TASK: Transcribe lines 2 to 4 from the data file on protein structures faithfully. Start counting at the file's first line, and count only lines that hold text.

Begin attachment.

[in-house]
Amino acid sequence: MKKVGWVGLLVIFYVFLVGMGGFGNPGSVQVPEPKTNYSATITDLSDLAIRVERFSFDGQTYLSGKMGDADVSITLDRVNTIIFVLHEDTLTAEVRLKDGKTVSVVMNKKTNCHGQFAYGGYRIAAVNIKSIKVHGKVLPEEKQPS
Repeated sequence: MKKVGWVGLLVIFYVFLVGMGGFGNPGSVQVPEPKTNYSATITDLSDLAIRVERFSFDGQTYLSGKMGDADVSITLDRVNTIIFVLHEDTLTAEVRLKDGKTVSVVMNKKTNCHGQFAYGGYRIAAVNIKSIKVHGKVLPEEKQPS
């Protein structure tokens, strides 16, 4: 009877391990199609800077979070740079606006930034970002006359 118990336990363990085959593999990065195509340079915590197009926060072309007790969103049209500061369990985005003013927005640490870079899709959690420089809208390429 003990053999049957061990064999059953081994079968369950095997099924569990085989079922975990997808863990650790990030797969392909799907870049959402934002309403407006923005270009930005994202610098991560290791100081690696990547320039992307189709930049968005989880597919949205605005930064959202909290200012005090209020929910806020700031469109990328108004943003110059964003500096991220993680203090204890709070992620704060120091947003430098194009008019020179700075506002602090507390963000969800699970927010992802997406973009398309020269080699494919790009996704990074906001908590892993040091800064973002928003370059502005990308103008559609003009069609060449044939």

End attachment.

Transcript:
Amino acid sequence: MKKVGWVGLLVIFYVFLVGMGGFGNPGSVQVPEPKTNYSATITDLSDLAIRVERFSFDGQTYLSGKMGDADVSITLDRVNTIIFVLHEDTLTAEVRLKDGKTVSVVMNKKTNCHGQFAYGGYRIAAVNIKSIKVHGKVLPEEKQPS
Repeated sequence: MKKVGWVGLLVIFYVFLVGMGGFGNPGSVQVPEPKTNYSATITDLSDLAIRVERFSFDGQTYLSGKMGDADVSITLDRVNTIIFVLHEDTLTAEVRLKDGKTVSVVMNKKTNCHGQFAYGGYRIAAVNIKSIKVHGKVLPEEKQPS
């Protein structure tokens, strides 16, 4: 009877391990199609800077979070740079606006930034970002006359 118990336990363990085959593999990065195509340079915590197009926060072309007790969103049209500061369990985005003013927005640490870079899709959690420089809208390429 003990053999049957061990064999059953081994079968369950095997099924569990085989079922975990997808863990650790990030797969392909799907870049959402934002309403407006923005270009930005994202610098991560290791100081690696990547320039992307189709930049968005989880597919949205605005930064959202909290200012005090209020929910806020700031469109990328108004943003110059964003500096991220993680203090204890709070992620704060120091947003430098194009008019020179700075506002602090507390963000969800699970927010992802997406973009398309020269080699494919790009996704990074906001908590892993040091800064973002928003370059502005990308103008559609003009069609060449044939």